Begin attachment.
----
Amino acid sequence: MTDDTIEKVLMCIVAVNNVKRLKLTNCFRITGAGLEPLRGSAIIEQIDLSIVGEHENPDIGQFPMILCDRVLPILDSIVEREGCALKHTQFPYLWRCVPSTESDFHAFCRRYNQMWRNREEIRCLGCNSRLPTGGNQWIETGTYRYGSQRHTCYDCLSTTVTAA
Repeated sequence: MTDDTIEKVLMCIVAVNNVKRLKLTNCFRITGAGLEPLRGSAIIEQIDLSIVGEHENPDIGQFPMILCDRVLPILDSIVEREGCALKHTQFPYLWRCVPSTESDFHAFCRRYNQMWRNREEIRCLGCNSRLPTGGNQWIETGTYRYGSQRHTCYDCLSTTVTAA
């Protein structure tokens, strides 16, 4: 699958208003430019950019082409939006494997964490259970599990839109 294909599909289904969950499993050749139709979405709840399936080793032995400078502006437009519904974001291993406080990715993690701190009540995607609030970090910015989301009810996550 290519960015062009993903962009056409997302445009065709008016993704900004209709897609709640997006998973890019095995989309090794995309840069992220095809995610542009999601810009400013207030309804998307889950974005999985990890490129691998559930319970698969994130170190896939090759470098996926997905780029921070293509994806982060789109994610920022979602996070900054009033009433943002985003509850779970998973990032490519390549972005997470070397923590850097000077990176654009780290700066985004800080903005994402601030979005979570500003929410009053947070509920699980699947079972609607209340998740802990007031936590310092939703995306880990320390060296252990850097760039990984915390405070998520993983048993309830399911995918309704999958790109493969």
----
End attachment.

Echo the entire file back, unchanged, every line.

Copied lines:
Amino acid sequence: MTDDTIEKVLMCIVAVNNVKRLKLTNCFRITGAGLEPLRGSAIIEQIDLSIVGEHENPDIGQFPMILCDRVLPILDSIVEREGCALKHTQFPYLWRCVPSTESDFHAFCRRYNQMWRNREEIRCLGCNSRLPTGGNQWIETGTYRYGSQRHTCYDCLSTTVTAA
Repeated sequence: MTDDTIEKVLMCIVAVNNVKRLKLTNCFRITGAGLEPLRGSAIIEQIDLSIVGEHENPDIGQFPMILCDRVLPILDSIVEREGCALKHTQFPYLWRCVPSTESDFHAFCRRYNQMWRNREEIRCLGCNSRLPTGGNQWIETGTYRYGSQRHTCYDCLSTTVTAA
């Protein structure tokens, strides 16, 4: 699958208003430019950019082409939006494997964490259970599990839109 294909599909289904969950499993050749139709979405709840399936080793032995400078502006437009519904974001291993406080990715993690701190009540995607609030970090910015989301009810996550 290519960015062009993903962009056409997302445009065709008016993704900004209709897609709640997006998973890019095995989309090794995309840069992220095809995610542009999601810009400013207030309804998307889950974005999985990890490129691998559930319970698969994130170190896939090759470098996926997905780029921070293509994806982060789109994610920022979602996070900054009033009433943002985003509850779970998973990032490519390549972005997470070397923590850097000077990176654009780290700066985004800080903005994402601030979005979570500003929410009053947070509920699980699947079972609607209340998740802990007031936590310092939703995306880990320390060296252990850097760039990984915390405070998520993983048993309830399911995918309704999958790109493969």